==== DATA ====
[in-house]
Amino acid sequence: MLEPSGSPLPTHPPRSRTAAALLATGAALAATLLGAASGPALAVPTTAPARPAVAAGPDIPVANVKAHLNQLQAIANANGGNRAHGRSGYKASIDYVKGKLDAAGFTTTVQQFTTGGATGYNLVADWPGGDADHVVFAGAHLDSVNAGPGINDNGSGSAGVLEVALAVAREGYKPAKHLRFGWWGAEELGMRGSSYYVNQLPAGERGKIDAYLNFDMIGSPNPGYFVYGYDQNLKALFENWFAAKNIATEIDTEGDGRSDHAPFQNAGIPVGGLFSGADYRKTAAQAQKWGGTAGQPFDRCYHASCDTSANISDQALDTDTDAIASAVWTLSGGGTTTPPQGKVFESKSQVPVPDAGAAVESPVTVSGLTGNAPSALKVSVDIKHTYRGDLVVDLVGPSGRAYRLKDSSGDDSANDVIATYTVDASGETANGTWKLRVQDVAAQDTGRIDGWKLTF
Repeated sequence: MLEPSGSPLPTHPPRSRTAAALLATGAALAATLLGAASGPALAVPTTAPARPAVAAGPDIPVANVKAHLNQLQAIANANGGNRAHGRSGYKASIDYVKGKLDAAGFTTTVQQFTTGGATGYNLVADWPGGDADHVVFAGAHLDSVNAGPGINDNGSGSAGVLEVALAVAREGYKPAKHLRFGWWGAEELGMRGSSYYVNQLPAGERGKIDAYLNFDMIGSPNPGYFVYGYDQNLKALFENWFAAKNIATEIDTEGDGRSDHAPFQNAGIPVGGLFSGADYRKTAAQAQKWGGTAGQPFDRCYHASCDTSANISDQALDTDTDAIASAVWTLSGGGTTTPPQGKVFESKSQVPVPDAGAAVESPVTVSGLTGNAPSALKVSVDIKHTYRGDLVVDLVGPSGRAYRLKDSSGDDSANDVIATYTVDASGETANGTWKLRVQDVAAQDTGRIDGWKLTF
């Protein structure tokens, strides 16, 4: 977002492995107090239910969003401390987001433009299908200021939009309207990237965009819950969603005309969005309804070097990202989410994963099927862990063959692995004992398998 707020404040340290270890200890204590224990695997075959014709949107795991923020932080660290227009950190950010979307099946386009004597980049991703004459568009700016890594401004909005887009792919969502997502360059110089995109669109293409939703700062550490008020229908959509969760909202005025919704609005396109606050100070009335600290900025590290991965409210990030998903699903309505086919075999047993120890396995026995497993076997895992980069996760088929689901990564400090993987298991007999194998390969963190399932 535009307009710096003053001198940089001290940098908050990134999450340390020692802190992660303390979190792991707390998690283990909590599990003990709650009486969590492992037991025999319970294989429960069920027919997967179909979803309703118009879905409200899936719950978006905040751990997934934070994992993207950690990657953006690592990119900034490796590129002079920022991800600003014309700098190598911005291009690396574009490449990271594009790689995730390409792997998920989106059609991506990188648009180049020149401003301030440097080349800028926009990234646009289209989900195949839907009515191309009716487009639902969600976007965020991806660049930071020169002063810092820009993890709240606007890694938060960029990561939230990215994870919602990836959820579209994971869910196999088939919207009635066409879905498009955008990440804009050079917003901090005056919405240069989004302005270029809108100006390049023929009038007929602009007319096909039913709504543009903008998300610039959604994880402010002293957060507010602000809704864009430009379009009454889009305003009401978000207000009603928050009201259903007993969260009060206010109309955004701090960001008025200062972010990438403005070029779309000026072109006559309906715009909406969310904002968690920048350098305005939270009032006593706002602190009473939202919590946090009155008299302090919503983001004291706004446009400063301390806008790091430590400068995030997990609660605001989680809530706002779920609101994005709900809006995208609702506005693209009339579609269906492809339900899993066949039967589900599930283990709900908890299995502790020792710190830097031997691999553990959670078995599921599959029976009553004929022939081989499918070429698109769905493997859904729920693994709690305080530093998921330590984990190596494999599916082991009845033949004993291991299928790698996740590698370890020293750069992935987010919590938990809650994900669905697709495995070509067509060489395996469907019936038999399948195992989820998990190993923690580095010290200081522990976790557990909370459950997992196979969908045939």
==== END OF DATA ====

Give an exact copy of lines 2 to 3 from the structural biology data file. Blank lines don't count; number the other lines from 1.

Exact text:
Amino acid sequence: MLEPSGSPLPTHPPRSRTAAALLATGAALAATLLGAASGPALAVPTTAPARPAVAAGPDIPVANVKAHLNQLQAIANANGGNRAHGRSGYKASIDYVKGKLDAAGFTTTVQQFTTGGATGYNLVADWPGGDADHVVFAGAHLDSVNAGPGINDNGSGSAGVLEVALAVAREGYKPAKHLRFGWWGAEELGMRGSSYYVNQLPAGERGKIDAYLNFDMIGSPNPGYFVYGYDQNLKALFENWFAAKNIATEIDTEGDGRSDHAPFQNAGIPVGGLFSGADYRKTAAQAQKWGGTAGQPFDRCYHASCDTSANISDQALDTDTDAIASAVWTLSGGGTTTPPQGKVFESKSQVPVPDAGAAVESPVTVSGLTGNAPSALKVSVDIKHTYRGDLVVDLVGPSGRAYRLKDSSGDDSANDVIATYTVDASGETANGTWKLRVQDVAAQDTGRIDGWKLTF
Repeated sequence: MLEPSGSPLPTHPPRSRTAAALLATGAALAATLLGAASGPALAVPTTAPARPAVAAGPDIPVANVKAHLNQLQAIANANGGNRAHGRSGYKASIDYVKGKLDAAGFTTTVQQFTTGGATGYNLVADWPGGDADHVVFAGAHLDSVNAGPGINDNGSGSAGVLEVALAVAREGYKPAKHLRFGWWGAEELGMRGSSYYVNQLPAGERGKIDAYLNFDMIGSPNPGYFVYGYDQNLKALFENWFAAKNIATEIDTEGDGRSDHAPFQNAGIPVGGLFSGADYRKTAAQAQKWGGTAGQPFDRCYHASCDTSANISDQALDTDTDAIASAVWTLSGGGTTTPPQGKVFESKSQVPVPDAGAAVESPVTVSGLTGNAPSALKVSVDIKHTYRGDLVVDLVGPSGRAYRLKDSSGDDSANDVIATYTVDASGETANGTWKLRVQDVAAQDTGRIDGWKLTF